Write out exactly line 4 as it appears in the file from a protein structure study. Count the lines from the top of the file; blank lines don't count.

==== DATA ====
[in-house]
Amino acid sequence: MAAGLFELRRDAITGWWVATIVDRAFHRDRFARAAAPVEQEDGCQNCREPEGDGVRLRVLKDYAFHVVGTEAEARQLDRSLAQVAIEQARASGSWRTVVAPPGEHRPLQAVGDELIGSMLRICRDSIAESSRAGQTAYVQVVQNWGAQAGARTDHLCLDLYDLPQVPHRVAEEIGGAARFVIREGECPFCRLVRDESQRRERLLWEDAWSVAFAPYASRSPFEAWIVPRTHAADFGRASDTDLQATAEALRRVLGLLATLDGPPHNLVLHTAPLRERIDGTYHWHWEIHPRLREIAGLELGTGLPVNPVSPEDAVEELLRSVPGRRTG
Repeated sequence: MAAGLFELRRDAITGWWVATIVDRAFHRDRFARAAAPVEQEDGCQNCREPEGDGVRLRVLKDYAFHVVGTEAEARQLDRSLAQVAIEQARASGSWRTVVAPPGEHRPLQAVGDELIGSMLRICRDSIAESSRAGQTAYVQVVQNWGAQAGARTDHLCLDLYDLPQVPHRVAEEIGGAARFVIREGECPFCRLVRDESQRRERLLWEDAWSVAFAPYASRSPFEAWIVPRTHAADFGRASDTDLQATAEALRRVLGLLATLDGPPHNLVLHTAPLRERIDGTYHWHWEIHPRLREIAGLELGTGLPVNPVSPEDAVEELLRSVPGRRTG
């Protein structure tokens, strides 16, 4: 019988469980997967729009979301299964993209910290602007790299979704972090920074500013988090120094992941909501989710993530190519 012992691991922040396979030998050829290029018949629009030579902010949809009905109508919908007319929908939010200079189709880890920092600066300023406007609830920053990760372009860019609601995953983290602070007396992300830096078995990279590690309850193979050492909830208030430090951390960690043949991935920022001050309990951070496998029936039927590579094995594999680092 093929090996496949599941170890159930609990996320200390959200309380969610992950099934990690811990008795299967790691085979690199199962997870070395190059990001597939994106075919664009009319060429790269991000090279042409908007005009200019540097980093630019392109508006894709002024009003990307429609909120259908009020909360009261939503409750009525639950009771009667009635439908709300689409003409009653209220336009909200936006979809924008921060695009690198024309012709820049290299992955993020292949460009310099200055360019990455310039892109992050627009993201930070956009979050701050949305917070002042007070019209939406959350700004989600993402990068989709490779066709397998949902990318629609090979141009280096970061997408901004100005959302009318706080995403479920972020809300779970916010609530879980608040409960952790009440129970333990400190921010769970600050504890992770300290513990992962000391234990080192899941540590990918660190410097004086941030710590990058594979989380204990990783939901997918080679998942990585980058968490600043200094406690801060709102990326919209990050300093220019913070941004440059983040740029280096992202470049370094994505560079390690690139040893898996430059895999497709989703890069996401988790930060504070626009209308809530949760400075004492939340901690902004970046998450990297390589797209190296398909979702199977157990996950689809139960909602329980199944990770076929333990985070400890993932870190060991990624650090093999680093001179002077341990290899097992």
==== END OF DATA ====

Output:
């Protein structure tokens, strides 16, 4: 019988469980997967729009979301299964993209910290602007790299979704972090920074500013988090120094992941909501989710993530190519 012992691991922040396979030998050829290029018949629009030579902010949809009905109508919908007319929908939010200079189709880890920092600066300023406007609830920053990760372009860019609601995953983290602070007396992300830096078995990279590690309850193979050492909830208030430090951390960690043949991935920022001050309990951070496998029936039927590579094995594999680092 093929090996496949599941170890159930609990996320200390959200309380969610992950099934990690811990008795299967790691085979690199199962997870070395190059990001597939994106075919664009009319060429790269991000090279042409908007005009200019540097980093630019392109508006894709002024009003990307429609909120259908009020909360009261939503409750009525639950009771009667009635439908709300689409003409009653209220336009909200936006979809924008921060695009690198024309012709820049290299992955993020292949460009310099200055360019990455310039892109992050627009993201930070956009979050701050949305917070002042007070019209939406959350700004989600993402990068989709490779066709397998949902990318629609090979141009280096970061997408901004100005959302009318706080995403479920972020809300779970916010609530879980608040409960952790009440129970333990400190921010769970600050504890992770300290513990992962000391234990080192899941540590990918660190410097004086941030710590990058594979989380204990990783939901997918080679998942990585980058968490600043200094406690801060709102990326919209990050300093220019913070941004440059983040740029280096992202470049370094994505560079390690690139040893898996430059895999497709989703890069996401988790930060504070626009209308809530949760400075004492939340901690902004970046998450990297390589797209190296398909979702199977157990996950689809139960909602329980199944990770076929333990985070400890993932870190060991990624650090093999680093001179002077341990290899097992």